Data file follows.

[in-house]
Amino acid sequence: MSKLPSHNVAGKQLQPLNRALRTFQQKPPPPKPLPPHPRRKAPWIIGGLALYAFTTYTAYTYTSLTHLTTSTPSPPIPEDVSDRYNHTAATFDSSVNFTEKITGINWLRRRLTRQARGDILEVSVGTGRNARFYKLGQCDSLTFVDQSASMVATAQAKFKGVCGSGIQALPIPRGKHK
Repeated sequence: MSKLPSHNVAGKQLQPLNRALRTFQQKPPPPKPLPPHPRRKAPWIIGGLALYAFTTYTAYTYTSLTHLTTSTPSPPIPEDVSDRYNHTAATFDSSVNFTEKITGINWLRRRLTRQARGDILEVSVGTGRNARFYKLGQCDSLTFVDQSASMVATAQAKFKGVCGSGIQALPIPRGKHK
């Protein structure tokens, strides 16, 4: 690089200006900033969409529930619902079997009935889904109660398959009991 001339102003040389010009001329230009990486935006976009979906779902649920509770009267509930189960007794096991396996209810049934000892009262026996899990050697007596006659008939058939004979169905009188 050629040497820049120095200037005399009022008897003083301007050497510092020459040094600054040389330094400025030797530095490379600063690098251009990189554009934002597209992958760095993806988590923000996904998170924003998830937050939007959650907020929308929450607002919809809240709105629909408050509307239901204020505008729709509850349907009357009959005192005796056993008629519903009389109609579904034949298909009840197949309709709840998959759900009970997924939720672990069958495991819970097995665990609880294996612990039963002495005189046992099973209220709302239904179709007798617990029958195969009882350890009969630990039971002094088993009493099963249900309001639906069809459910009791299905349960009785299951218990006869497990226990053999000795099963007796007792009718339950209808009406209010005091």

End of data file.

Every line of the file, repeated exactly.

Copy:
[in-house]
Amino acid sequence: MSKLPSHNVAGKQLQPLNRALRTFQQKPPPPKPLPPHPRRKAPWIIGGLALYAFTTYTAYTYTSLTHLTTSTPSPPIPEDVSDRYNHTAATFDSSVNFTEKITGINWLRRRLTRQARGDILEVSVGTGRNARFYKLGQCDSLTFVDQSASMVATAQAKFKGVCGSGIQALPIPRGKHK
Repeated sequence: MSKLPSHNVAGKQLQPLNRALRTFQQKPPPPKPLPPHPRRKAPWIIGGLALYAFTTYTAYTYTSLTHLTTSTPSPPIPEDVSDRYNHTAATFDSSVNFTEKITGINWLRRRLTRQARGDILEVSVGTGRNARFYKLGQCDSLTFVDQSASMVATAQAKFKGVCGSGIQALPIPRGKHK
């Protein structure tokens, strides 16, 4: 690089200006900033969409529930619902079997009935889904109660398959009991 001339102003040389010009001329230009990486935006976009979906779902649920509770009267509930189960007794096991396996209810049934000892009262026996899990050697007596006659008939058939004979169905009188 050629040497820049120095200037005399009022008897003083301007050497510092020459040094600054040389330094400025030797530095490379600063690098251009990189554009934002597209992958760095993806988590923000996904998170924003998830937050939007959650907020929308929450607002919809809240709105629909408050509307239901204020505008729709509850349907009357009959005192005796056993008629519903009389109609579904034949298909009840197949309709709840998959759900009970997924939720672990069958495991819970097995665990609880294996612990039963002495005189046992099973209220709302239904179709007798617990029958195969009882350890009969630990039971002094088993009493099963249900309001639906069809459910009791299905349960009785299951218990006869497990226990053999000795099963007796007792009718339950209808009406209010005091």